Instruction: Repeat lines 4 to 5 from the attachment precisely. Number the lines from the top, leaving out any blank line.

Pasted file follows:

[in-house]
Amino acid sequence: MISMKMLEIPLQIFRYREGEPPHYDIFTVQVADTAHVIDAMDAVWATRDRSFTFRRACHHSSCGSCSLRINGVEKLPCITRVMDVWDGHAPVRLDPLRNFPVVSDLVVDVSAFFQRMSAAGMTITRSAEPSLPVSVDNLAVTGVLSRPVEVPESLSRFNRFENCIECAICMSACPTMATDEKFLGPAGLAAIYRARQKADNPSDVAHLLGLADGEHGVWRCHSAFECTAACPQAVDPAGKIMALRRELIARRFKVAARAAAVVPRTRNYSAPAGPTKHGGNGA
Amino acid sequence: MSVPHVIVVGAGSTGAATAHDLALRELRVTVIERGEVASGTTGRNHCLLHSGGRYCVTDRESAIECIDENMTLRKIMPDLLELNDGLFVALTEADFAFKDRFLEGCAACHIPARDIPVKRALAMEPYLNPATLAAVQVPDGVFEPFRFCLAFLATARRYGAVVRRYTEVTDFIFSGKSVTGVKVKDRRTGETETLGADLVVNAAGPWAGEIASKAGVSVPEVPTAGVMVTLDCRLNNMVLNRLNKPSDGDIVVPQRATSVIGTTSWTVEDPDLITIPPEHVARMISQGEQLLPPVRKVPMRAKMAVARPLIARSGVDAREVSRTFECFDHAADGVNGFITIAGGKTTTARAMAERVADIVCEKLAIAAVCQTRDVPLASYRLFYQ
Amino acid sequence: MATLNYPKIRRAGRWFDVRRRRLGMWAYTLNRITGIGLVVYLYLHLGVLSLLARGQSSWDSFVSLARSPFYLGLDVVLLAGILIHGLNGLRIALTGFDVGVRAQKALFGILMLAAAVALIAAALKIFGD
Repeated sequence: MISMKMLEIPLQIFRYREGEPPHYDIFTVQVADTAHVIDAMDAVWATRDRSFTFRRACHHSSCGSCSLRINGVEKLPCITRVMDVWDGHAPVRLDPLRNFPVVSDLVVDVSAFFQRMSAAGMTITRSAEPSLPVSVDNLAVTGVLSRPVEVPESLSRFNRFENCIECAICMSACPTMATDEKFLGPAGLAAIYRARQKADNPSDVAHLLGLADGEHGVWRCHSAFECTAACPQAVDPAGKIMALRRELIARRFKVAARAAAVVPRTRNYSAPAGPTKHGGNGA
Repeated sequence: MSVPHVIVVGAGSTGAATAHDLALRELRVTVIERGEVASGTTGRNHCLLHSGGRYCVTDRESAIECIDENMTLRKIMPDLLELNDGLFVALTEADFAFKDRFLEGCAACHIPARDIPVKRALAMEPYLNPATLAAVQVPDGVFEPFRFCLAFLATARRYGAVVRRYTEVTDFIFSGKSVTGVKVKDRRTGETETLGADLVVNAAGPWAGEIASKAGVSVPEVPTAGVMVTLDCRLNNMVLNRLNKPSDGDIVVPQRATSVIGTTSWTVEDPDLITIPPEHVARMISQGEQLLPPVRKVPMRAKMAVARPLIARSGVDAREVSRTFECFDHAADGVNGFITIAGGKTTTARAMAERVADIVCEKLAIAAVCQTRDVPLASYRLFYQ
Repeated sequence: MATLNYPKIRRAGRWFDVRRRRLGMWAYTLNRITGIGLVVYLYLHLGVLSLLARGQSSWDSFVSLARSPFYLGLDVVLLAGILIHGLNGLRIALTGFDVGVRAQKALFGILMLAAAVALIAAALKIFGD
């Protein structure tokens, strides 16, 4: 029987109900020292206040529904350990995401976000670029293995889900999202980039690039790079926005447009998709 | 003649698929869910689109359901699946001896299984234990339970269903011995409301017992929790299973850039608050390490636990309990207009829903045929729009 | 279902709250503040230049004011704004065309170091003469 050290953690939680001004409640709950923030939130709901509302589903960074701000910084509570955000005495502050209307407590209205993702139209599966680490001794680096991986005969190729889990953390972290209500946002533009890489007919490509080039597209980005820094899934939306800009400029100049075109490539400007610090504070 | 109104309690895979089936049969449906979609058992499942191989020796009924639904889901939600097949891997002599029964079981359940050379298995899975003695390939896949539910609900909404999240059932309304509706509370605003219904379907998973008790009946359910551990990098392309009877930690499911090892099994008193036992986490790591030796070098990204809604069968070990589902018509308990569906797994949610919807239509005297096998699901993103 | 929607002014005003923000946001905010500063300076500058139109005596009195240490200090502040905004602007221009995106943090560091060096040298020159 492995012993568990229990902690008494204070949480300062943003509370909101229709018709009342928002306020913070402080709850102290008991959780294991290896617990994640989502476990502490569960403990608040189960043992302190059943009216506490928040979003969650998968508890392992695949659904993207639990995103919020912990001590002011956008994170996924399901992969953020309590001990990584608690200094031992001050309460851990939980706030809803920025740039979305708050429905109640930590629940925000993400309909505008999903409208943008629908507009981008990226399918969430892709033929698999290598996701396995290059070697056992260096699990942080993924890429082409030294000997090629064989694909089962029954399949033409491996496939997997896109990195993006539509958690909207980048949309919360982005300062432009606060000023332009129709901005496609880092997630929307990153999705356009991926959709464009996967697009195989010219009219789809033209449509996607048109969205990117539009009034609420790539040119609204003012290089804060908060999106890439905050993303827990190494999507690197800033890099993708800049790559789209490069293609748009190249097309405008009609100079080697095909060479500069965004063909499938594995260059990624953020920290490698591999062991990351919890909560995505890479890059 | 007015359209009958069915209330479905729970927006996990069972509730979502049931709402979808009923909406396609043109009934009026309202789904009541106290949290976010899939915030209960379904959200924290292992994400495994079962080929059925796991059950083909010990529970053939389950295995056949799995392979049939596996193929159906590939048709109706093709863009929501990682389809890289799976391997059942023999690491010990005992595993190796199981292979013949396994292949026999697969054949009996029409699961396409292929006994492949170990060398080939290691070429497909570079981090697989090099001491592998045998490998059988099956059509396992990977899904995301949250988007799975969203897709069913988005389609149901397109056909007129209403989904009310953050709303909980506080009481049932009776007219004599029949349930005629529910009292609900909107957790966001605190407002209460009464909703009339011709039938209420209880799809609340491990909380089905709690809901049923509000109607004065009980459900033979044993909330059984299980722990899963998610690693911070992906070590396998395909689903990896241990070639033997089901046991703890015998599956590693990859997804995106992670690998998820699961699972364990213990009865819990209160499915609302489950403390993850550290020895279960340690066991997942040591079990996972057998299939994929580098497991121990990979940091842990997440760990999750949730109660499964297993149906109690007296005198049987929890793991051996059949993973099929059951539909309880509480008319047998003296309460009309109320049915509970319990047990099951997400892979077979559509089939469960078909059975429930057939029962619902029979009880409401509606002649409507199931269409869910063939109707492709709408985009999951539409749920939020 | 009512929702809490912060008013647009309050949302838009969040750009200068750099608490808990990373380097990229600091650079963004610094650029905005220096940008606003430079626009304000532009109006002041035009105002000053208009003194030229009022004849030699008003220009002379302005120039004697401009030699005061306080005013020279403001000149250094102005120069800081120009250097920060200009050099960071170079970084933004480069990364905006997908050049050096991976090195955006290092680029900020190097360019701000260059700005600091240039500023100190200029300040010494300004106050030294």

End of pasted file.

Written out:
Amino acid sequence: MATLNYPKIRRAGRWFDVRRRRLGMWAYTLNRITGIGLVVYLYLHLGVLSLLARGQSSWDSFVSLARSPFYLGLDVVLLAGILIHGLNGLRIALTGFDVGVRAQKALFGILMLAAAVALIAAALKIFGD
Repeated sequence: MISMKMLEIPLQIFRYREGEPPHYDIFTVQVADTAHVIDAMDAVWATRDRSFTFRRACHHSSCGSCSLRINGVEKLPCITRVMDVWDGHAPVRLDPLRNFPVVSDLVVDVSAFFQRMSAAGMTITRSAEPSLPVSVDNLAVTGVLSRPVEVPESLSRFNRFENCIECAICMSACPTMATDEKFLGPAGLAAIYRARQKADNPSDVAHLLGLADGEHGVWRCHSAFECTAACPQAVDPAGKIMALRRELIARRFKVAARAAAVVPRTRNYSAPAGPTKHGGNGA